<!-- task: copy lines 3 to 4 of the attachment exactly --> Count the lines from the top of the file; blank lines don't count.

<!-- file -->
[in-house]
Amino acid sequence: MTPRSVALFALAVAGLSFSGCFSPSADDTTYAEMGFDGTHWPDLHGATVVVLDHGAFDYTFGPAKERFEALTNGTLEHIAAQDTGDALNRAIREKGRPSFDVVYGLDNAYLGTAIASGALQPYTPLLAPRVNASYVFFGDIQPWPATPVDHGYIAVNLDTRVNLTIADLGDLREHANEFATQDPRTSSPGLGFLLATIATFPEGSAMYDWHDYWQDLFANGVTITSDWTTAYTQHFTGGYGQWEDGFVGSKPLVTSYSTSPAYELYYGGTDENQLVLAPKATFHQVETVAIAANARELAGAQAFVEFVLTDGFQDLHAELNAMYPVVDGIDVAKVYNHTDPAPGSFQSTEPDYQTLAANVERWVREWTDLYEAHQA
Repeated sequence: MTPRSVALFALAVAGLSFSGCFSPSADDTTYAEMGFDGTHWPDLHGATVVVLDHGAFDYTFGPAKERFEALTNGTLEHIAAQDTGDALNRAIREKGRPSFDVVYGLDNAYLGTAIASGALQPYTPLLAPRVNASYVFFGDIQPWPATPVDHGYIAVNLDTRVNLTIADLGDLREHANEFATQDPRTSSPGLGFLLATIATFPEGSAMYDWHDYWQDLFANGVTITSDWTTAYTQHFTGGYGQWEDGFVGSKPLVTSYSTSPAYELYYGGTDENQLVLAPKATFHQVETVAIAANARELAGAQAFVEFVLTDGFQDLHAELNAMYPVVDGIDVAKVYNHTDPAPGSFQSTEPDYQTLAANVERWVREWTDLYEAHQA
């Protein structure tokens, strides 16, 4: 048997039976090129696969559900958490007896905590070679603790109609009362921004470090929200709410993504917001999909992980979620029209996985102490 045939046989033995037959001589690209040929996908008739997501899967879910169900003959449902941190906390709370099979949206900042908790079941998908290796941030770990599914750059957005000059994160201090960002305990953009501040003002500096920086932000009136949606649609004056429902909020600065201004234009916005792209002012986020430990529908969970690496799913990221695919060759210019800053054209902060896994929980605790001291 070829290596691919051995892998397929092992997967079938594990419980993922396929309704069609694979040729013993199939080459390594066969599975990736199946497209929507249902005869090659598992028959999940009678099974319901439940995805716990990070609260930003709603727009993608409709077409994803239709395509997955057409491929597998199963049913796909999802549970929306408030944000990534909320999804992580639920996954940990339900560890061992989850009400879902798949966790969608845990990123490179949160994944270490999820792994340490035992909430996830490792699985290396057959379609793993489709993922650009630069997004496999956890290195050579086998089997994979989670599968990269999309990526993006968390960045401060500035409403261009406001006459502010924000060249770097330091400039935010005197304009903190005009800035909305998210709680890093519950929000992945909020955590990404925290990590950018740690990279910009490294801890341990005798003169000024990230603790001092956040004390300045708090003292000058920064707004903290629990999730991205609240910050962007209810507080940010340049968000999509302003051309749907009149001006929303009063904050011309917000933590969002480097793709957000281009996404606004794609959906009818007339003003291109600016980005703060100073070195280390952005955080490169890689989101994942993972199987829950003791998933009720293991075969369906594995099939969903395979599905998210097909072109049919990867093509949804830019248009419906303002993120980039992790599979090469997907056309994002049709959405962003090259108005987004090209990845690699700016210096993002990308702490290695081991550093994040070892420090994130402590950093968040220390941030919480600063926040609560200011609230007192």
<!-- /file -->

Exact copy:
Repeated sequence: MTPRSVALFALAVAGLSFSGCFSPSADDTTYAEMGFDGTHWPDLHGATVVVLDHGAFDYTFGPAKERFEALTNGTLEHIAAQDTGDALNRAIREKGRPSFDVVYGLDNAYLGTAIASGALQPYTPLLAPRVNASYVFFGDIQPWPATPVDHGYIAVNLDTRVNLTIADLGDLREHANEFATQDPRTSSPGLGFLLATIATFPEGSAMYDWHDYWQDLFANGVTITSDWTTAYTQHFTGGYGQWEDGFVGSKPLVTSYSTSPAYELYYGGTDENQLVLAPKATFHQVETVAIAANARELAGAQAFVEFVLTDGFQDLHAELNAMYPVVDGIDVAKVYNHTDPAPGSFQSTEPDYQTLAANVERWVREWTDLYEAHQA
């Protein structure tokens, strides 16, 4: 048997039976090129696969559900958490007896905590070679603790109609009362921004470090929200709410993504917001999909992980979620029209996985102490 045939046989033995037959001589690209040929996908008739997501899967879910169900003959449902941190906390709370099979949206900042908790079941998908290796941030770990599914750059957005000059994160201090960002305990953009501040003002500096920086932000009136949606649609004056429902909020600065201004234009916005792209002012986020430990529908969970690496799913990221695919060759210019800053054209902060896994929980605790001291 070829290596691919051995892998397929092992997967079938594990419980993922396929309704069609694979040729013993199939080459390594066969599975990736199946497209929507249902005869090659598992028959999940009678099974319901439940995805716990990070609260930003709603727009993608409709077409994803239709395509997955057409491929597998199963049913796909999802549970929306408030944000990534909320999804992580639920996954940990339900560890061992989850009400879902798949966790969608845990990123490179949160994944270490999820792994340490035992909430996830490792699985290396057959379609793993489709993922650009630069997004496999956890290195050579086998089997994979989670599968990269999309990526993006968390960045401060500035409403261009406001006459502010924000060249770097330091400039935010005197304009903190005009800035909305998210709680890093519950929000992945909020955590990404925290990590950018740690990279910009490294801890341990005798003169000024990230603790001092956040004390300045708090003292000058920064707004903290629990999730991205609240910050962007209810507080940010340049968000999509302003051309749907009149001006929303009063904050011309917000933590969002480097793709957000281009996404606004794609959906009818007339003003291109600016980005703060100073070195280390952005955080490169890689989101994942993972199987829950003791998933009720293991075969369906594995099939969903395979599905998210097909072109049919990867093509949804830019248009419906303002993120980039992790599979090469997907056309994002049709959405962003090259108005987004090209990845690699700016210096993002990308702490290695081991550093994040070892420090994130402590950093968040220390941030919480600063926040609560200011609230007192």